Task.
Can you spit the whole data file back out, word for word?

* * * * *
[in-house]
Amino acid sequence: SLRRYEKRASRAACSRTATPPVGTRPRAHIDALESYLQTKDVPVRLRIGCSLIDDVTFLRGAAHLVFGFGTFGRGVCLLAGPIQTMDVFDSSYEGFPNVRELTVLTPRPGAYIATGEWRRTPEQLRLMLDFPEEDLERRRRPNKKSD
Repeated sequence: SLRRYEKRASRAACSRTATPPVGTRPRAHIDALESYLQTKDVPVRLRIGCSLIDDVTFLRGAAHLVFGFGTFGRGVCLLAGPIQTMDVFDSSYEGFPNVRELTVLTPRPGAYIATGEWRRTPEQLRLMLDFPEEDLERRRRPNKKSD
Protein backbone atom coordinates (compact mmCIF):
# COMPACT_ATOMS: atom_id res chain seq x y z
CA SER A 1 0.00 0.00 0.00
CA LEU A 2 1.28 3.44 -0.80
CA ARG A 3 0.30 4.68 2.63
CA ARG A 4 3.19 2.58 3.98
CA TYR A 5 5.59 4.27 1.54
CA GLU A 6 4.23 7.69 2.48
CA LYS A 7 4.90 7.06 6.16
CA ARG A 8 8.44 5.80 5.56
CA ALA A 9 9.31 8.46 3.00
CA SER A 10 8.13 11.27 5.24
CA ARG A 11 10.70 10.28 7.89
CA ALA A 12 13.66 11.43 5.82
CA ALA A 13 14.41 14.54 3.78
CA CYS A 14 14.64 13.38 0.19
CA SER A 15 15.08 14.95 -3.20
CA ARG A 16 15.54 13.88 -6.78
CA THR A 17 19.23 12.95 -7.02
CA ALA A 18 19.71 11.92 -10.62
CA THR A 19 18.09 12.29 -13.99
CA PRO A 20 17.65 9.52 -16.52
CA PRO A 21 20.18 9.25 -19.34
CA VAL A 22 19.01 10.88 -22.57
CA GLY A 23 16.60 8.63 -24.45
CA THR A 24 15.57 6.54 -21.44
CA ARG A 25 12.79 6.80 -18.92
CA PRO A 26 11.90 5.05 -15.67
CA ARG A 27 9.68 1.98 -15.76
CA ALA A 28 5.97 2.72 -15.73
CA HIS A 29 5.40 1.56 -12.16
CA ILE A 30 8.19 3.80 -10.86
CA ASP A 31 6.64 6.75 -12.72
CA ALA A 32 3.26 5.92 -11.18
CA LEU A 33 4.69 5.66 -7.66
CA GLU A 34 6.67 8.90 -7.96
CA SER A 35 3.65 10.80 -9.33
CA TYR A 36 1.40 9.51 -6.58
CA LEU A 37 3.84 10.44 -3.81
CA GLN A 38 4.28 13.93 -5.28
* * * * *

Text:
[in-house]
Amino acid sequence: SLRRYEKRASRAACSRTATPPVGTRPRAHIDALESYLQTKDVPVRLRIGCSLIDDVTFLRGAAHLVFGFGTFGRGVCLLAGPIQTMDVFDSSYEGFPNVRELTVLTPRPGAYIATGEWRRTPEQLRLMLDFPEEDLERRRRPNKKSD
Repeated sequence: SLRRYEKRASRAACSRTATPPVGTRPRAHIDALESYLQTKDVPVRLRIGCSLIDDVTFLRGAAHLVFGFGTFGRGVCLLAGPIQTMDVFDSSYEGFPNVRELTVLTPRPGAYIATGEWRRTPEQLRLMLDFPEEDLERRRRPNKKSD
Protein backbone atom coordinates (compact mmCIF):
# COMPACT_ATOMS: atom_id res chain seq x y z
CA SER A 1 0.00 0.00 0.00
CA LEU A 2 1.28 3.44 -0.80
CA ARG A 3 0.30 4.68 2.63
CA ARG A 4 3.19 2.58 3.98
CA TYR A 5 5.59 4.27 1.54
CA GLU A 6 4.23 7.69 2.48
CA LYS A 7 4.90 7.06 6.16
CA ARG A 8 8.44 5.80 5.56
CA ALA A 9 9.31 8.46 3.00
CA SER A 10 8.13 11.27 5.24
CA ARG A 11 10.70 10.28 7.89
CA ALA A 12 13.66 11.43 5.82
CA ALA A 13 14.41 14.54 3.78
CA CYS A 14 14.64 13.38 0.19
CA SER A 15 15.08 14.95 -3.20
CA ARG A 16 15.54 13.88 -6.78
CA THR A 17 19.23 12.95 -7.02
CA ALA A 18 19.71 11.92 -10.62
CA THR A 19 18.09 12.29 -13.99
CA PRO A 20 17.65 9.52 -16.52
CA PRO A 21 20.18 9.25 -19.34
CA VAL A 22 19.01 10.88 -22.57
CA GLY A 23 16.60 8.63 -24.45
CA THR A 24 15.57 6.54 -21.44
CA ARG A 25 12.79 6.80 -18.92
CA PRO A 26 11.90 5.05 -15.67
CA ARG A 27 9.68 1.98 -15.76
CA ALA A 28 5.97 2.72 -15.73
CA HIS A 29 5.40 1.56 -12.16
CA ILE A 30 8.19 3.80 -10.86
CA ASP A 31 6.64 6.75 -12.72
CA ALA A 32 3.26 5.92 -11.18
CA LEU A 33 4.69 5.66 -7.66
CA GLU A 34 6.67 8.90 -7.96
CA SER A 35 3.65 10.80 -9.33
CA TYR A 36 1.40 9.51 -6.58
CA LEU A 37 3.84 10.44 -3.81
CA GLN A 38 4.28 13.93 -5.28